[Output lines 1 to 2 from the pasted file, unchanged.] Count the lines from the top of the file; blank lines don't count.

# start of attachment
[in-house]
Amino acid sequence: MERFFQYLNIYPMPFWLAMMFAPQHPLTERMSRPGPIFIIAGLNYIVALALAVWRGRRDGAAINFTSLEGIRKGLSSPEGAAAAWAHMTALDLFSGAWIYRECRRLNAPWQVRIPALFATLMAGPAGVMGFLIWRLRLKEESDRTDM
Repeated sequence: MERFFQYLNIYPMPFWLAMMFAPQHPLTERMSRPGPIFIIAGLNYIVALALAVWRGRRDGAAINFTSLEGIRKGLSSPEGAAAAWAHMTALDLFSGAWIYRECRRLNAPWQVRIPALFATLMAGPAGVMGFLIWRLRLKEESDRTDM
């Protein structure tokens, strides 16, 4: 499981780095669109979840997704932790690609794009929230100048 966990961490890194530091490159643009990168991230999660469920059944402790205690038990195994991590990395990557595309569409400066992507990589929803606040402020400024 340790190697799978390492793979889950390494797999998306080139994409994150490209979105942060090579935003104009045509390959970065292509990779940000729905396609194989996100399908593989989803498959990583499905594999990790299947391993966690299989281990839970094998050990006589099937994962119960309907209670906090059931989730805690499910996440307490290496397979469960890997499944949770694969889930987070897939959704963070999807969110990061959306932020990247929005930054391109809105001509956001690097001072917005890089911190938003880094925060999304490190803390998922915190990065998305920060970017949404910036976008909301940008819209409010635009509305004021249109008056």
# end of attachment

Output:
[in-house]
Amino acid sequence: MERFFQYLNIYPMPFWLAMMFAPQHPLTERMSRPGPIFIIAGLNYIVALALAVWRGRRDGAAINFTSLEGIRKGLSSPEGAAAAWAHMTALDLFSGAWIYRECRRLNAPWQVRIPALFATLMAGPAGVMGFLIWRLRLKEESDRTDM